Storage: the crack cocaine of cloud computing

Storage price slashing continues as Microsoft meets cuts Google and Amazon traded last week. There’s method in this madness — lots of businesses have yet to test the cloud, and cheap storage is a way to attract those newbies. And once they’re hooked, watch out!

Microsoft quandary: Can Windows-first policy work in the iPad era?

A report that Microsoft will hold back on Office for iPad and Android devices until it’s out on Windows tablets and phones illustrates Microsoft’s quandary. Office is its cash cow and solidifies account control. The danger is people may like iPads more than Office.

HP ups its cloud bet on OpenStack — and KVM

Hewlett-Packard is putting more of its chips on OpenStack as a key foundation for its upcoming public, private and hybrid cloud implementations. HP says its Converged Cloud will amalgamate existing HP technologies and OpenStack so applications can be managed uniformly across cloud types.

Google to Amazon: You’re not the only price chopper around

Amazon isn’t the only cloud power slicing storage prices. On Tuesday Google cut the price on Google Cloud Storage by up to 15 percent in some cases. With this move and new front-end storage partners, Google appears to be making a serious play for enterprise storage.

Today in Cloud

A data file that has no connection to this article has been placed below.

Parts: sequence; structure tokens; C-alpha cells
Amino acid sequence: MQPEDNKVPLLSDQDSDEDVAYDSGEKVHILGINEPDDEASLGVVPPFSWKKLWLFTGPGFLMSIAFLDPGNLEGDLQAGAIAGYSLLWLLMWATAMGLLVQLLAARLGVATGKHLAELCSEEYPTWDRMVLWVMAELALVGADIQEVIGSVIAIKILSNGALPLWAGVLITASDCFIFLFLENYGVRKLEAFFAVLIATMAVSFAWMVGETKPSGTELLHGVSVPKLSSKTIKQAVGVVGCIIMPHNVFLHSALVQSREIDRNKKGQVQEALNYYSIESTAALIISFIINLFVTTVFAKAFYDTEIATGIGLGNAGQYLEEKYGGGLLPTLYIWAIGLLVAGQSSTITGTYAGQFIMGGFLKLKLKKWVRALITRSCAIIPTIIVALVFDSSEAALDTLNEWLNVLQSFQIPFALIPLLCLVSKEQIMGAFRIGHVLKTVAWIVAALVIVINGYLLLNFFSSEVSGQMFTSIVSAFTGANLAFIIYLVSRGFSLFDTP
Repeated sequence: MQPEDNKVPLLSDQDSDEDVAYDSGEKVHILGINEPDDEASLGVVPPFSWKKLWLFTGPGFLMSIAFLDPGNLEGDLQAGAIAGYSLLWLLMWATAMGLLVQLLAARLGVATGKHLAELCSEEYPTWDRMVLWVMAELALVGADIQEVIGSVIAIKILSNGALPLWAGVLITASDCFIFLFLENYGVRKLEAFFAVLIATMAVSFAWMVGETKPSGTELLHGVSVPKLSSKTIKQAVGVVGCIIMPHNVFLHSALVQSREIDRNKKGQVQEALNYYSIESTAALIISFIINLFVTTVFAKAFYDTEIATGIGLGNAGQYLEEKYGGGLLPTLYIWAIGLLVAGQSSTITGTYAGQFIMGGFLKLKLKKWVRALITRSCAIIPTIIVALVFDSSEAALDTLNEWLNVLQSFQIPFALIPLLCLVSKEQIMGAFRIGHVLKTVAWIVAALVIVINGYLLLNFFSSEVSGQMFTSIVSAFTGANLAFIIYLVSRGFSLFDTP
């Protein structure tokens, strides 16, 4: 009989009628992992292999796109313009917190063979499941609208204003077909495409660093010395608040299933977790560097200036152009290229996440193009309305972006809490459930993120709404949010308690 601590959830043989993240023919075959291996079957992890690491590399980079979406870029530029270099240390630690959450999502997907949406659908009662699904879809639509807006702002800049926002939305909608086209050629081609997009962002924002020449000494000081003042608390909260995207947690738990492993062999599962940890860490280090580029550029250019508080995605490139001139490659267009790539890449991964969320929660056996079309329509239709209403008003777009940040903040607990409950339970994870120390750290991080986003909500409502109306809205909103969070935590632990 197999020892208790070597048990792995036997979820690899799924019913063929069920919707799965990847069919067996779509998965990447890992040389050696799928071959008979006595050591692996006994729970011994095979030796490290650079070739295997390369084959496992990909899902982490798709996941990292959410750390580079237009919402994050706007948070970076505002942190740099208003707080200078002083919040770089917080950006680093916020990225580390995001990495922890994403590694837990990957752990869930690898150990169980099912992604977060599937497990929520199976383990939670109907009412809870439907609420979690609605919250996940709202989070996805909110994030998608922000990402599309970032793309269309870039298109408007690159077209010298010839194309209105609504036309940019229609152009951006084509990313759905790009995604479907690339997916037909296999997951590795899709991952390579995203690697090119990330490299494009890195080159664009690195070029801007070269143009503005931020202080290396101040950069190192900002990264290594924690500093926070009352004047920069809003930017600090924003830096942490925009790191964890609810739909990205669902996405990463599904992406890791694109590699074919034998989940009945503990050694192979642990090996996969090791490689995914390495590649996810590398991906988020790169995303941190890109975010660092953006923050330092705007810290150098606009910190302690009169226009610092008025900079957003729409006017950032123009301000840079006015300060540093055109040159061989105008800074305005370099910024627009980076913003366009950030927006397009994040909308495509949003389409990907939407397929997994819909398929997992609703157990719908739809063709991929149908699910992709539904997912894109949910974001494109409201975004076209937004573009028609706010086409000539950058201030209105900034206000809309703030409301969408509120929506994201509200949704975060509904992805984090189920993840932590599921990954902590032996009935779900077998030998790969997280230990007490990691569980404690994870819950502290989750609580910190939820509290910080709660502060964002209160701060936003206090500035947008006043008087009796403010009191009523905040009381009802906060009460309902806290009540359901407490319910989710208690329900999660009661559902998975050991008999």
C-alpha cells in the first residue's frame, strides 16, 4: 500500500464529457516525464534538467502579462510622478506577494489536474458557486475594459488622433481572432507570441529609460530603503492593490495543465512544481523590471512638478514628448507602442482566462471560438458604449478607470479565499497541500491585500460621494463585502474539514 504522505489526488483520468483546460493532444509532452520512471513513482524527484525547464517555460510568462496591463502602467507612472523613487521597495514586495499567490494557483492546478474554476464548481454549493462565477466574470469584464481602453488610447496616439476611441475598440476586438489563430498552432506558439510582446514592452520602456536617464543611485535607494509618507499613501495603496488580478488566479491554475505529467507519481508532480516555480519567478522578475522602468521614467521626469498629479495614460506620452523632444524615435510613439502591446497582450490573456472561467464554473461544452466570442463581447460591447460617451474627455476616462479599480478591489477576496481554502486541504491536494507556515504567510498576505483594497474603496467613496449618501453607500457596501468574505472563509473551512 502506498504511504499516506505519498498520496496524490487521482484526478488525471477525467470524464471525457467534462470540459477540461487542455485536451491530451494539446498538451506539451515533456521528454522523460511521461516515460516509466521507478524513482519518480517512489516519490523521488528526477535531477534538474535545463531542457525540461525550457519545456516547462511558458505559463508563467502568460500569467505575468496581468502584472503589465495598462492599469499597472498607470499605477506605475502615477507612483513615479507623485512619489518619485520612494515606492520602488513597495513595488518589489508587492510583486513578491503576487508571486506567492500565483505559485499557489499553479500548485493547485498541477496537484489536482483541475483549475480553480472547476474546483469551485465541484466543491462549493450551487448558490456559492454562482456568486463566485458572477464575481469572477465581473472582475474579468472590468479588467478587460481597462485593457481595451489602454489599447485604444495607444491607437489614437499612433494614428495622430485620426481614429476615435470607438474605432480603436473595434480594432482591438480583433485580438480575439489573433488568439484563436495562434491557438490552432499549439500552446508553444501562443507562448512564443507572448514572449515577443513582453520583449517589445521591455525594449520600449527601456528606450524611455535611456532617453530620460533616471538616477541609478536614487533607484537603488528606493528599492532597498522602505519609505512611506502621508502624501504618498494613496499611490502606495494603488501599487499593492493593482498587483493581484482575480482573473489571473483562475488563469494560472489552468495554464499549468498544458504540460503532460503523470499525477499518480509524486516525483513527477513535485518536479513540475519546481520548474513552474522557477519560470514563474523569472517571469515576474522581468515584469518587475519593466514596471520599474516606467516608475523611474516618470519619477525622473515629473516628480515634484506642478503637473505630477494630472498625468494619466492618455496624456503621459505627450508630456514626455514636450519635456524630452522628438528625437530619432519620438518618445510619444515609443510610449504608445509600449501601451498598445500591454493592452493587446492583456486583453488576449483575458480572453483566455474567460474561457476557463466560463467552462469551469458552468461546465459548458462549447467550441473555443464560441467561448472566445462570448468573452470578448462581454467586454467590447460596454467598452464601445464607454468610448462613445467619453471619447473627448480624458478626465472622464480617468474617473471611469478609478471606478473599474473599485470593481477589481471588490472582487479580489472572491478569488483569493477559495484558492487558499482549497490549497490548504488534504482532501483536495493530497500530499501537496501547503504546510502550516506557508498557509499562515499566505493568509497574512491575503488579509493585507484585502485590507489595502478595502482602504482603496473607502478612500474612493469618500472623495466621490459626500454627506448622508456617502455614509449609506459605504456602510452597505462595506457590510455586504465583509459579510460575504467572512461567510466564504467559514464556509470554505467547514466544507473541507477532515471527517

Not so long ago, most pitches on the benefits of cloud computing began with either “save money” or “save the planet.” Both of those remain true, to a degree, but increasingly they’re being pushed down the benefits list in favour of “agility.” The cloud, the argument increasingly goes, makes it feasible for your business to be far more agile, far more nimble, and far more responsive to changing circumstance. Take, for example, these posts from the past few days. Writing for Wall Street & Technology, Melanie Rodier asserts that “Speed-to-Market Is Biggest Benefit Of Cloud Computing.” Over at SearchCloudComputing Carl Brooks is less convinced, opening with “it’s becoming clear that vendors are trying to change their tune to better suit their ambitions. The new byword is ‘agility’; the sell-siders would fain have you forget about that earlier golden calf, ‘operating expenses (opex) versus capital expenses (capex).'” A little harsh, perhaps, when those vendors may simply be adjusting a message based upon feedback from their customers. It’s also unfair, as the agility argument is surely more true? The opex/capex argument got vendors into the enterprise at a time when every budget was under scrutiny. The agility argument should be the one that keeps them there.